All organisms need nutrients, energy and space to grow, and organisms that belong to sexually reproducing species want to mate. Often the resources these organisms need are in short supply; a given ecosystem may only have so many nutrients and so much space, for example. Scarcity leads to competition not only between species, but within species as well.
The prefix intra- means within, while inter- means between. If you break the two terms down, "intraspecific" just means within a species, while "interspecific" means between them. Consequently, interspecific competition is all about competition between two or more species, while intraspecific competition involves different individuals of the same species. Remembering the prefixes is an easier way to remember what the two words mean, especially since both prefixes are very common in scientific terminology.
Competition happens when not enough of a given resource is available to go around. That resource could be one of many things. Trees in a forest, for example, need access to light; by growing tall they ensure their own access but deny it to others. Bacteria in a petri dish all need sugars and nutrients to grow, but both are present in limited amounts. Cheetahs compete for prey with other predators in some parts of their range. Whether it be space, food or nutrients, a resource in short supply engenders competition.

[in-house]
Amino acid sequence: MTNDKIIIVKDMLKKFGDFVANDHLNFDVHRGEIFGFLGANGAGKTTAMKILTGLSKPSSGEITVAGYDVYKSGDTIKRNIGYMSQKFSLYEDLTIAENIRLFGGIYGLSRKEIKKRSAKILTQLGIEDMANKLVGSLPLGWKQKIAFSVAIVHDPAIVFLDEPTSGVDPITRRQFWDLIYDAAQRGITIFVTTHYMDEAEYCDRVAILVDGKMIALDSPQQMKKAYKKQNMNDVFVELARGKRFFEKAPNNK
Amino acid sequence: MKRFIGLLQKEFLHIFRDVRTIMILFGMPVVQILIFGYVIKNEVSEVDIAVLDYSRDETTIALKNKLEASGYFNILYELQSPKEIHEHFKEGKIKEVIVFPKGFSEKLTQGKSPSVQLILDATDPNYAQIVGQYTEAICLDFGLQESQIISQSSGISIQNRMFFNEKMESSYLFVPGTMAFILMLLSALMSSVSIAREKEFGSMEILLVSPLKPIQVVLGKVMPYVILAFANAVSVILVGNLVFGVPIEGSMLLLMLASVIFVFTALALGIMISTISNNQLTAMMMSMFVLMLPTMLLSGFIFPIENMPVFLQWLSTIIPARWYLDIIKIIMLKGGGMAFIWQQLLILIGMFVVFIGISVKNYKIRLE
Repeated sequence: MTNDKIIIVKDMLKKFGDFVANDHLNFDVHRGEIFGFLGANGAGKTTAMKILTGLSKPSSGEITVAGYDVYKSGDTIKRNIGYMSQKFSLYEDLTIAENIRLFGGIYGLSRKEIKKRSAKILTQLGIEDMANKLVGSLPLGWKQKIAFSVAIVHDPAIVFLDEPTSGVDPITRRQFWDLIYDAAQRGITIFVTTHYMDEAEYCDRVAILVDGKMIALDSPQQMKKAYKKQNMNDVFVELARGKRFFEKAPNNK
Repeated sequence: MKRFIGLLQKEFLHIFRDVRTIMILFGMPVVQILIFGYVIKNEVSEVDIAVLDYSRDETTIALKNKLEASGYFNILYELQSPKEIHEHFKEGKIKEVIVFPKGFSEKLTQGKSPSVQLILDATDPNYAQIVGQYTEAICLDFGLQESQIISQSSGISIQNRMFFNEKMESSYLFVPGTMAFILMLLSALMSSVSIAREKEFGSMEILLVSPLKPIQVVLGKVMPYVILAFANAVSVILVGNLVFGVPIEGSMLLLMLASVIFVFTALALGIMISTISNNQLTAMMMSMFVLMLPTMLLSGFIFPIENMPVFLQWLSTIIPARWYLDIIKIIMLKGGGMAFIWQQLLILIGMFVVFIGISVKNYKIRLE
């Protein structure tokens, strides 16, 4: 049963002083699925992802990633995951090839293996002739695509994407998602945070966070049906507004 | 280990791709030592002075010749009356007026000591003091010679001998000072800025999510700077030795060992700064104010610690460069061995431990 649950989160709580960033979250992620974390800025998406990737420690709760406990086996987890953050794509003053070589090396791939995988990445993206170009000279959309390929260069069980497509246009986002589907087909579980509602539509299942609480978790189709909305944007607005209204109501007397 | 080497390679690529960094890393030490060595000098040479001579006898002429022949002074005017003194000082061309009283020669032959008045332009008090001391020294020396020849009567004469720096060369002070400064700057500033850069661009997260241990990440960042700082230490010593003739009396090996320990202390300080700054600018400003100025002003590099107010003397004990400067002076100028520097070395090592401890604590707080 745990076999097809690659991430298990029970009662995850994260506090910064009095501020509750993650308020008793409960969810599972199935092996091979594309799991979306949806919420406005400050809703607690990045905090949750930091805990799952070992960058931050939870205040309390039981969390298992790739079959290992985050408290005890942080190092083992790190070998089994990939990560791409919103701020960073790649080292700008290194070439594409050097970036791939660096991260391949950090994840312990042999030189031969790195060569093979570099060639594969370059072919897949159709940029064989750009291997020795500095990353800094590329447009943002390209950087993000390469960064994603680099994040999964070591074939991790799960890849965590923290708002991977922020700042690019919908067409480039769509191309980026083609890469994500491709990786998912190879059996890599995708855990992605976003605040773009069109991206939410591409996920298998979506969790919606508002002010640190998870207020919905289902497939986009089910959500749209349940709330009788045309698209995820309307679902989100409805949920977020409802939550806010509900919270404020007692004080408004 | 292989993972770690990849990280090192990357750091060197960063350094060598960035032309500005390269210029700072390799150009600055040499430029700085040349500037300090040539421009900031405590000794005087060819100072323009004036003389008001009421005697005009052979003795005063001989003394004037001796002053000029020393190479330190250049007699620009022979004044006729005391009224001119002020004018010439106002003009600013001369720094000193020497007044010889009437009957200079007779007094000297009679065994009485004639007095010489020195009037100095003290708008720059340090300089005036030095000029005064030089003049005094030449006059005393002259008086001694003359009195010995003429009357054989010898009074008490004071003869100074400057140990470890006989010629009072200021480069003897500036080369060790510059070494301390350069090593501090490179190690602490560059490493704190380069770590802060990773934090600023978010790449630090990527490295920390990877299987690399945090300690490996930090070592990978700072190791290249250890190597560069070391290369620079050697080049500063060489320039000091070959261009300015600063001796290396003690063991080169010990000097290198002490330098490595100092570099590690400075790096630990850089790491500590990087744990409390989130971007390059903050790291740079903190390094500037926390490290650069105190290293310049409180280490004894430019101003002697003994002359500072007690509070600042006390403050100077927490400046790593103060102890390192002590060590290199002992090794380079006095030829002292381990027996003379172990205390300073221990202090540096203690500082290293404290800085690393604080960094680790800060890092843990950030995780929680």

Interspecific competition may take place by interference or by exploitation. Interference is more direct; the two species actively fight or interfere with each other. Black walnut trees, for example, secrete compounds that inhibit the growth of other plants. Exploitation, by contrast, is a more-indirect form where different species compete not by directly attacking or interfering with each other, but by exploiting the resource and thus leaving less available for their competitors.
Like interspecific competition, intraspecific competition is highly density-dependent, meaning that the more-densely populated the ecosystem, the more competition will occur. Intraspecific competition also features interference, where organisms directly fight for the resource, and exploitative competition, where they compete indirectly. Among sexually reproducing species, competition for mates is often an especially dramatic form of intraspecific competition. Male peacocks and elk both exhibit striking features, which they evolved as a result of sexual selection.